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All about: Valacyclovir Hydrochloride

Big Image Pronouncation: (VAL-ay-SYE-kloe-vir hye-droe-KLOR-ide)
Class: Antiherpes virus agent

Trade Names:
Valtrex
- Tablets 500 mg
- Tablets 1 g

Mechanism of Action

Pharmacology

Converted to acyclovir, which then inhibits viral DNA replication by interfering with viral DNA polymerase.

Pharmacokinetics

Absorption

Rapidly absorbed from the GI tract. Bioavailability is about 55%. C max is less than 0.5 mcg/mL.

Distribution

Protein binding ranges from 14% to 18%.

Metabolism

Converted to acyclovir and/or L-valine by first-pass intestinal or hepatic metabolism.

Elimination

About 46% is recovered in urine. About 47% is recovered in feces.

Special Populations

Renal Function Impairment

Dose reduction is recommended.

Elderly

Dose modification may be necessary in elderly patients with reduced renal function.

Indications and Usage

Treatment of herpes zoster (shingles); treatment or suppression of genital herpes; treatment of herpes labialis (cold sores).

Contraindications

Hypersensitivity or intolerance to valacyclovir, acyclovir, or any component of the formulation.

Dosage and Administration

Herpes zoster
Adults

PO 1 g tid for 7 days (initiate therapy within 48 hr of onset of rash).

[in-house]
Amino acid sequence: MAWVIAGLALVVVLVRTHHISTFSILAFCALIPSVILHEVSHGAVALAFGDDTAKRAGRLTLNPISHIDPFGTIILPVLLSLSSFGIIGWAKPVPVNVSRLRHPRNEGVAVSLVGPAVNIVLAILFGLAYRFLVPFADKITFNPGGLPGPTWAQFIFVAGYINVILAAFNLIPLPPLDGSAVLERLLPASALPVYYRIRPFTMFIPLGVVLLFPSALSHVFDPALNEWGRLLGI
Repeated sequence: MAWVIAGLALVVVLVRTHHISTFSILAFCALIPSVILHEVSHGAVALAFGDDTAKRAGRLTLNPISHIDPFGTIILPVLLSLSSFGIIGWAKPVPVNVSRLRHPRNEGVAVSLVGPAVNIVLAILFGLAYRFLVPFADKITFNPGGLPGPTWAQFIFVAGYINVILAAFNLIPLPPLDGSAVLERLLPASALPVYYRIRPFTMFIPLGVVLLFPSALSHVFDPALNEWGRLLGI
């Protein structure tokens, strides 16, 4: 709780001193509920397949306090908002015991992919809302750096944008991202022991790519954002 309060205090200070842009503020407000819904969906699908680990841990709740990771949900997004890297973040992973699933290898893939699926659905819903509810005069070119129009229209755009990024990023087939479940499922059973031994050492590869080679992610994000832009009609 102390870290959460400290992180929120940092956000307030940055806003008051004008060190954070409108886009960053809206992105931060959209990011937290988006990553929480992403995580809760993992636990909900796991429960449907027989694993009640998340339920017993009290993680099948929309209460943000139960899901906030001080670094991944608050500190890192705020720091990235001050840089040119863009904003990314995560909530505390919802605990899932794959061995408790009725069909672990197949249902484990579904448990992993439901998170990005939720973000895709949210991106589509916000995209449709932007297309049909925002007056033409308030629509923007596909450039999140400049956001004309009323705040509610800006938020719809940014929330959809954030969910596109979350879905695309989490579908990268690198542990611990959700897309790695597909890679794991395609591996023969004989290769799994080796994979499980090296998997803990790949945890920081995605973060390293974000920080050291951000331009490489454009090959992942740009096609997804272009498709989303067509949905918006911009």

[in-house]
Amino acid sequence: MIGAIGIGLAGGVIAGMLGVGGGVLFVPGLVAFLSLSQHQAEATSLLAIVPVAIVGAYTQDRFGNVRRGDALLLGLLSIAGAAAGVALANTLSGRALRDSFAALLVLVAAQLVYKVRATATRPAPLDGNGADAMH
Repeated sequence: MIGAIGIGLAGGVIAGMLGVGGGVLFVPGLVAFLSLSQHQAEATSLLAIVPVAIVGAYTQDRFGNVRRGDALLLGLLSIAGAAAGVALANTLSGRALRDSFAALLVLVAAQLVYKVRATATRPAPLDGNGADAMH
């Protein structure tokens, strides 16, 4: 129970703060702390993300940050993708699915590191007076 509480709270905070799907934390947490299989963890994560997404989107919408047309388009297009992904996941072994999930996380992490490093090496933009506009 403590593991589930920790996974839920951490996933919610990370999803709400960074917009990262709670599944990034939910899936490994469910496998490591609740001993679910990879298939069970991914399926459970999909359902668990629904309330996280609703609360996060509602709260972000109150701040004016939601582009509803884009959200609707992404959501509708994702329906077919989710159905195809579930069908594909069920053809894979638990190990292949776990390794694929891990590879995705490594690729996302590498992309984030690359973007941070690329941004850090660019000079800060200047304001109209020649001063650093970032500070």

Genital Herpes
Adults Initial Episodes

PO 1 g bid for 10 days (initiate therapy within 48 to 72 hr of onset of signs and symptoms).

Recurrent Episodes

PO 500 mg bid for 3 days (initiate therapy within 24 hr of onset of signs or symptoms).

Suppressive Therapy

PO 1 g once daily. In patients with a history of 9 or fewer recurrences/yr, 500 mg/day may be administered.

HIV-Infected Patients
Adults

PO 500 mg bid for suppressive therapy in HIV-infected patients with CD4 cell count of at least 100 cells/mm 3 (efficacy beyond 6 mo of therapy has not been established).

Herpes Labialis
Adults

PO 2 g bid for 1 day approximately 12 hr apart, initiated at earliest symptoms of cold sore (eg, tingling, burning, itching).

Acute or Chronic Renal Impairment
Adults

PO

  • Herpes Zoster: Ccr 30 to 49 mL/min, give 1 g every 12 hr; Ccr 10 to 29 mL/min, give 1 g every 24 hr; Ccr less than 10 mL/min, give 500 mg every 24 hr.
  • Genital herpes (initial treatment): Ccr 10 to 29 mL/min, give 1 g every 24 hr; Ccr less than 10 mL/min, give 500 mg every 24 hr.
  • Genital herpes (recurrent episodes): Ccr 29 mL/min or less, give 500 mg every 24 hr.